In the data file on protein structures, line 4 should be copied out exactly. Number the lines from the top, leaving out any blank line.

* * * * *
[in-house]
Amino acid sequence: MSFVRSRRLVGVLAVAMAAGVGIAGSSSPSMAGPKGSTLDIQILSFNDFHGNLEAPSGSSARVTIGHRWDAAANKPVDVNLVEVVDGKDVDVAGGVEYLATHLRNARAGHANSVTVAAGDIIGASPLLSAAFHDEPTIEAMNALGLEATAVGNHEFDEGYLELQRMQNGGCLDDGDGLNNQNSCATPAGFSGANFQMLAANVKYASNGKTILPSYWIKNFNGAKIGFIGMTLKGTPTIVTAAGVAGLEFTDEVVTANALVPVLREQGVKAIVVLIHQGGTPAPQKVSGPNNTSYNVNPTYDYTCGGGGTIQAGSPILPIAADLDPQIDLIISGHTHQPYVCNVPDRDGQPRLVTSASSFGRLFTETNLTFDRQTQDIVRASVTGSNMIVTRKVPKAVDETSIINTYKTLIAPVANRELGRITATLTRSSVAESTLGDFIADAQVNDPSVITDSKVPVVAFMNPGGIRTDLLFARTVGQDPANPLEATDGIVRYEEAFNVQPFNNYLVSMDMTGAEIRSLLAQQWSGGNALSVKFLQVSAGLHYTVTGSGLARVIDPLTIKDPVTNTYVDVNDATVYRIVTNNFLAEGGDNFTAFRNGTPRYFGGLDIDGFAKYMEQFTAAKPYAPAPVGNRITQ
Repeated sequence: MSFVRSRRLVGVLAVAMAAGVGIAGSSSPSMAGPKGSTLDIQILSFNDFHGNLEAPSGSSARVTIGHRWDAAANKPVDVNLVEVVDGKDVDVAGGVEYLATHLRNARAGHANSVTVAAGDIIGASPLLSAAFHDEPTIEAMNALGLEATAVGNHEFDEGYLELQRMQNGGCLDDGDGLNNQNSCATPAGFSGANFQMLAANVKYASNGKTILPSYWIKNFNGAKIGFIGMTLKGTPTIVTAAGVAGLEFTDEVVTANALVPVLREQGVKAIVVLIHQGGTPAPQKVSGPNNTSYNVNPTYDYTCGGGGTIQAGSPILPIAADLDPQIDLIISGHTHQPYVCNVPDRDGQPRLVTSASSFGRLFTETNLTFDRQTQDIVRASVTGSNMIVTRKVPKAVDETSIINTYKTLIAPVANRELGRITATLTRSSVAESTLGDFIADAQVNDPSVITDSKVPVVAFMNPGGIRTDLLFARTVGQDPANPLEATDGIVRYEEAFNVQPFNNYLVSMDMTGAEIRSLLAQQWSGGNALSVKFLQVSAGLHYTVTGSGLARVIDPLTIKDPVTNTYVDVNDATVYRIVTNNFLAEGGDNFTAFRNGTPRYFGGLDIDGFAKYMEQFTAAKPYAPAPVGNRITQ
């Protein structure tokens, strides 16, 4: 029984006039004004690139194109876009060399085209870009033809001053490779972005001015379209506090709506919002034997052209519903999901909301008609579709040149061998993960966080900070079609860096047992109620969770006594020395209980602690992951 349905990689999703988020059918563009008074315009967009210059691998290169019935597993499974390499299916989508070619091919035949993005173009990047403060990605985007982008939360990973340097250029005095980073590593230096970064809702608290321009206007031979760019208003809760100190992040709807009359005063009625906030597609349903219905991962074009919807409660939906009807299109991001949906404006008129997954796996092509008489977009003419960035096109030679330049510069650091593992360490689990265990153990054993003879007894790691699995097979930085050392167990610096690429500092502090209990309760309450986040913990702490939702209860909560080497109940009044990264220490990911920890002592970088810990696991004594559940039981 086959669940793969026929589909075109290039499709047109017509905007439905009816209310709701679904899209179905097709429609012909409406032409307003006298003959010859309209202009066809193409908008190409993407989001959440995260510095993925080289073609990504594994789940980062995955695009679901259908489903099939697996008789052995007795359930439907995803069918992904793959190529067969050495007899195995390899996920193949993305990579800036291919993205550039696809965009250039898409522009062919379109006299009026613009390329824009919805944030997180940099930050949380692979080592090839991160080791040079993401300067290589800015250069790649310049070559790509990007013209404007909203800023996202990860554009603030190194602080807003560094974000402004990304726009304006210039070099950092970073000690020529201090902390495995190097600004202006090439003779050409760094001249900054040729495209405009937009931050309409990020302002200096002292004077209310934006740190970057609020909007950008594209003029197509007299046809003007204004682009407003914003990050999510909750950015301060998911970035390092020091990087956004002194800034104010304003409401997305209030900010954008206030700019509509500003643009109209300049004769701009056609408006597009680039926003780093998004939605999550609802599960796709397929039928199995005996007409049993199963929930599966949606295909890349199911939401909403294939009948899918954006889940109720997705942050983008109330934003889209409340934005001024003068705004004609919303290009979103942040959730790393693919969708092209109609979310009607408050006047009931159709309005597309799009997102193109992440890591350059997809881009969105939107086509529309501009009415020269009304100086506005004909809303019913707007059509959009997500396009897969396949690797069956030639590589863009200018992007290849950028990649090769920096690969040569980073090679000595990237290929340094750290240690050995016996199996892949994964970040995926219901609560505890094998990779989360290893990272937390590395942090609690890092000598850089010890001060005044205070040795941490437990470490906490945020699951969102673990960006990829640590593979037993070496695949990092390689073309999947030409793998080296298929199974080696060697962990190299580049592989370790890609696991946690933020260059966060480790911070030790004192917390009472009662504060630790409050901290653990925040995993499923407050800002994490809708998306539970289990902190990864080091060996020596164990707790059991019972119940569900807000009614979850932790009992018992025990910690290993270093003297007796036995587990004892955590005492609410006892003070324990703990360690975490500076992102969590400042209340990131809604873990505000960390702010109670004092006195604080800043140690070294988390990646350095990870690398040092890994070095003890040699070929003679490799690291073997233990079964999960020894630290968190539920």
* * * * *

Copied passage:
């Protein structure tokens, strides 16, 4: 029984006039004004690139194109876009060399085209870009033809001053490779972005001015379209506090709506919002034997052209519903999901909301008609579709040149061998993960966080900070079609860096047992109620969770006594020395209980602690992951 349905990689999703988020059918563009008074315009967009210059691998290169019935597993499974390499299916989508070619091919035949993005173009990047403060990605985007982008939360990973340097250029005095980073590593230096970064809702608290321009206007031979760019208003809760100190992040709807009359005063009625906030597609349903219905991962074009919807409660939906009807299109991001949906404006008129997954796996092509008489977009003419960035096109030679330049510069650091593992360490689990265990153990054993003879007894790691699995097979930085050392167990610096690429500092502090209990309760309450986040913990702490939702209860909560080497109940009044990264220490990911920890002592970088810990696991004594559940039981 086959669940793969026929589909075109290039499709047109017509905007439905009816209310709701679904899209179905097709429609012909409406032409307003006298003959010859309209202009066809193409908008190409993407989001959440995260510095993925080289073609990504594994789940980062995955695009679901259908489903099939697996008789052995007795359930439907995803069918992904793959190529067969050495007899195995390899996920193949993305990579800036291919993205550039696809965009250039898409522009062919379109006299009026613009390329824009919805944030997180940099930050949380692979080592090839991160080791040079993401300067290589800015250069790649310049070559790509990007013209404007909203800023996202990860554009603030190194602080807003560094974000402004990304726009304006210039070099950092970073000690020529201090902390495995190097600004202006090439003779050409760094001249900054040729495209405009937009931050309409990020302002200096002292004077209310934006740190970057609020909007950008594209003029197509007299046809003007204004682009407003914003990050999510909750950015301060998911970035390092020091990087956004002194800034104010304003409401997305209030900010954008206030700019509509500003643009109209300049004769701009056609408006597009680039926003780093998004939605999550609802599960796709397929039928199995005996007409049993199963929930599966949606295909890349199911939401909403294939009948899918954006889940109720997705942050983008109330934003889209409340934005001024003068705004004609919303290009979103942040959730790393693919969708092209109609979310009607408050006047009931159709309005597309799009997102193109992440890591350059997809881009969105939107086509529309501009009415020269009304100086506005004909809303019913707007059509959009997500396009897969396949690797069956030639590589863009200018992007290849950028990649090769920096690969040569980073090679000595990237290929340094750290240690050995016996199996892949994964970040995926219901609560505890094998990779989360290893990272937390590395942090609690890092000598850089010890001060005044205070040795941490437990470490906490945020699951969102673990960006990829640590593979037993070496695949990092390689073309999947030409793998080296298929199974080696060697962990190299580049592989370790890609696991946690933020260059966060480790911070030790004192917390009472009662504060630790409050901290653990925040995993499923407050800002994490809708998306539970289990902190990864080091060996020596164990707790059991019972119940569900807000009614979850932790009992018992025990910690290993270093003297007796036995587990004892955590005492609410006892003070324990703990360690975490500076992102969590400042209340990131809604873990505000960390702010109670004092006195604080800043140690070294988390990646350095990870690398040092890994070095003890040699070929003679490799690291073997233990079964999960020894630290968190539920």